company at $10,000m when at its creation; it shrunk 30% before it stabilised, and in the meantime has been passed by first Digital Equipment Corp and then Hewlett-Packard Co, and has been caught by Apple Computer Inc.
Great god mainframe
If IBM does as well as Unisys has done, it will stabilise at around $48,000m, but even that may be optimistic. The problem is that IBM’s promising businesses have been shamefully neglected in the worship of the great god mainframe, so that the AS/400 and RS/6000 businesses are not nearly as big as they needed to be to start filling in the yawning chasm. Where the AS/400 is a $14,000m a year business where nearly all new sales are upgrades, it should by now be at least a $20,000m business, and should be stealing market share from IBM’s competitors. The biggest AS/400s aren’t nearly big enough, and the machine will soon start suffering from the stigma spilling over from the top-end mainframes of being a proprietary system: to be assured of a solid future, it now needs the same kind of root-and-branch makeover that created the AS/400 from System/38 – this year, and there is no sign that anything that radical is in the plan. Equally importantly, the kinds of companies that were first drawn to the AS/400 grow so fast that the top models in the line need to be far bigger than they are now, and should always be just too big for the biggest customers, so that those customers aren’t eternally worried about running out of steam and having to divert resources to make do and mend with a less than satisfactory stop-gap. As for the RS/6000, as jokes go, it’s a very good joke. But if, on IBM’s projections, it grew 50% last year, that means that it represented just $2,250m of business, or a mere 3.9% of the total business IBM is likely to report for 1992. Data General Corp would sell its former chief Ed de Castro’s soul to be doing $2,250m in Unix now, but IBM isn’t Data General and it can’t meet the payroll on a string of Data General-sized businesses. As for the personal computer business, there were never enough reasons for IBM’s mainframe users to buy PS/2s rather than Compaq Computer Corp machines: with the mainframe base facing meltdown, even that quasi-captive market will soon vanish. It’s probably too late to come up with PS/2 models that are so much better terminals for AS/400 users that none of them would touch anything else, so that the personal computer hardware business is just another commodity business for IBM – very big, but very subject to the periodic booms and busts of the whole market and desperately thin on margins.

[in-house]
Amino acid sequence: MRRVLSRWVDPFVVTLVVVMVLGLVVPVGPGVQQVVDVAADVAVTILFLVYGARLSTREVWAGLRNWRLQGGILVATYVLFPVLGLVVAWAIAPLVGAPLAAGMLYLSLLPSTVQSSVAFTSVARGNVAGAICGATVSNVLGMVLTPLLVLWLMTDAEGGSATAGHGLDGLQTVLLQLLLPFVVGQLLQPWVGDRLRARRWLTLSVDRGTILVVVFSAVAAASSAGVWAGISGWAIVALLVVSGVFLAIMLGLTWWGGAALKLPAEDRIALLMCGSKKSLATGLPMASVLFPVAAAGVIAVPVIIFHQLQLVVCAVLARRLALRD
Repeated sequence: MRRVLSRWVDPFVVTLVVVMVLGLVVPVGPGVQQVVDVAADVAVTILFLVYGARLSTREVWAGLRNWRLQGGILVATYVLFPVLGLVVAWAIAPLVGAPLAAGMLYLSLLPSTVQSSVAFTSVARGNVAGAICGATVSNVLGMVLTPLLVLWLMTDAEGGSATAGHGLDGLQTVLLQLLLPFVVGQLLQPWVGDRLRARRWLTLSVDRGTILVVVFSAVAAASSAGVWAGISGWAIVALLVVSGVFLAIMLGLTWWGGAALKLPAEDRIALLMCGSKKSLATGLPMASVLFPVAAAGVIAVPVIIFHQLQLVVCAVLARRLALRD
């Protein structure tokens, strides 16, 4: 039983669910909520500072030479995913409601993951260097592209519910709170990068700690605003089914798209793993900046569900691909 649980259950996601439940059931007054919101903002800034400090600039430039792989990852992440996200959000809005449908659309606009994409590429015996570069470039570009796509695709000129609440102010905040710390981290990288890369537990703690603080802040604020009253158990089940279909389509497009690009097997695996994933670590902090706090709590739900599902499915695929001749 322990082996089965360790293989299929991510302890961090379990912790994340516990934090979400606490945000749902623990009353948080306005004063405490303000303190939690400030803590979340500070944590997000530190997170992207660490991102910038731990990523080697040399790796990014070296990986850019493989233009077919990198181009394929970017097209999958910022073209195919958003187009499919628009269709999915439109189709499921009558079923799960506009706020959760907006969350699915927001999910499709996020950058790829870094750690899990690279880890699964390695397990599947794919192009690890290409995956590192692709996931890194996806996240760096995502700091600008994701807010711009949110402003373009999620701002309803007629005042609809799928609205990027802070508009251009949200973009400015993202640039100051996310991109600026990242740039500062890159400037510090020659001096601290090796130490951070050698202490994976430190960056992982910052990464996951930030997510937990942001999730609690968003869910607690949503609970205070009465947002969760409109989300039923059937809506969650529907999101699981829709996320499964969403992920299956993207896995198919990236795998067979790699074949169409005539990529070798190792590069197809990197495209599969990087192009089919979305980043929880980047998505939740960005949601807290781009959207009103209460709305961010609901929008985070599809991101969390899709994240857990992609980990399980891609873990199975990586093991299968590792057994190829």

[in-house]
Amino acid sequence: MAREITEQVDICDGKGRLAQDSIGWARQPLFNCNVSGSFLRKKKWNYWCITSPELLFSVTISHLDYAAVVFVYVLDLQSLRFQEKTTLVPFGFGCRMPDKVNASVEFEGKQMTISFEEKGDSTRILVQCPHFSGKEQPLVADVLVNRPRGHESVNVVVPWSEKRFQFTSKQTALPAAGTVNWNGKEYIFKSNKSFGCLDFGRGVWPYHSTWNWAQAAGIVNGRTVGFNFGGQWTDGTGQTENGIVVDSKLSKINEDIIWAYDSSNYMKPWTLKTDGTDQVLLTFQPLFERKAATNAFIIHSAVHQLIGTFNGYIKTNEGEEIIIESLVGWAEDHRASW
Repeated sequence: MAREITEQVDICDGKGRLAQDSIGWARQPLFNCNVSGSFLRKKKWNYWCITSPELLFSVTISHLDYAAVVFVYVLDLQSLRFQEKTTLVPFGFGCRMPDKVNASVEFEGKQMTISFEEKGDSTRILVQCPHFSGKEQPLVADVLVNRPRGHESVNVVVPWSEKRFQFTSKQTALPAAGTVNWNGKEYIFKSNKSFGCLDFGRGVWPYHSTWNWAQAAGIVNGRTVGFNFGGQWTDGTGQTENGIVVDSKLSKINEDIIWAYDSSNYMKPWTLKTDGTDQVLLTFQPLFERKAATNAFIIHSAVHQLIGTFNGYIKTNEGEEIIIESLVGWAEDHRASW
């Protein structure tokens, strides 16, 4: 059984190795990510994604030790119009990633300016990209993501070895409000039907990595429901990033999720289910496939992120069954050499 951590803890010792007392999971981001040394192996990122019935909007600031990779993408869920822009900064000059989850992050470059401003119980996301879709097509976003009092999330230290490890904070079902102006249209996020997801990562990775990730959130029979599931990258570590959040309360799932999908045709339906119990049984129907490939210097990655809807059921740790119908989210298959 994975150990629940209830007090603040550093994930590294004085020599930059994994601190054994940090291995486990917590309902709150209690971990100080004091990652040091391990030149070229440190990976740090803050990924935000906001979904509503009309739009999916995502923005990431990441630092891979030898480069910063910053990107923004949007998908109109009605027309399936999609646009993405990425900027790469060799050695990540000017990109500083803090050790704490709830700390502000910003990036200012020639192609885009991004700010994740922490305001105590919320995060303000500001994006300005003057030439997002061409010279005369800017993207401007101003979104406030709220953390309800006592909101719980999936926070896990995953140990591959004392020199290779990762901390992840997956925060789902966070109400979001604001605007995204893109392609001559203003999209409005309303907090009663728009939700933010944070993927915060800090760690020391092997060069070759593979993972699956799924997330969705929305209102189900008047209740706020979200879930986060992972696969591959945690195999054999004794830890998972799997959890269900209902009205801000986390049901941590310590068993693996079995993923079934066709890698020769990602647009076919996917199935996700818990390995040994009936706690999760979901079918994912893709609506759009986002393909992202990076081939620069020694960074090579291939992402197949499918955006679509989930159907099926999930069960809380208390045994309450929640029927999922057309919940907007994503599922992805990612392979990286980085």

OS/2 is said to have cost upwards of $2,000m in research and development: if so, that’s $2,000m down the drain, which may not seem much to a company that is flushing away $10,000m in pre-tax charges with last year’s figures, but it still feels like a fat wad to the rest of us – and is now desperately needed if the AS/400 is to be saved. Whistling in the dark, IBM talks of 1m copies having gone out last year – at the same time as Microsoft was shipping 1m copies a month of Windows 3.1. OS/2 is as relevant as Unisys’ CTOS – a niche operating system that no-one would feel the need for or bother to invent if it wasn’t there already. IBM could have a big commodity chip business one day but it will be a whole lot harder to build one now that it would have been five years ago when the need for cash was so much less pressing. The same applies to the disk drive business: IBM has what are by all accounts some very good 3.5 drives for the OEM market, but so many of IBM’s OEM customers and business partners have been burned in the past that there is a natural reluctance to commit to an IBM product now, however attractive and however cheap it is. Better and safer to pay a few dollars more for a bit less to Seagate Technology Corp or Conner Peripherals Inc or Quantum Corp, who can be trusted to take care of their OEM customers. Once one realises just how dire is IBM’s plight, it is understandable that calls for John Akers’ resignation are not louder: he led the c
ompany into this mess, and deserves the task of leading it out.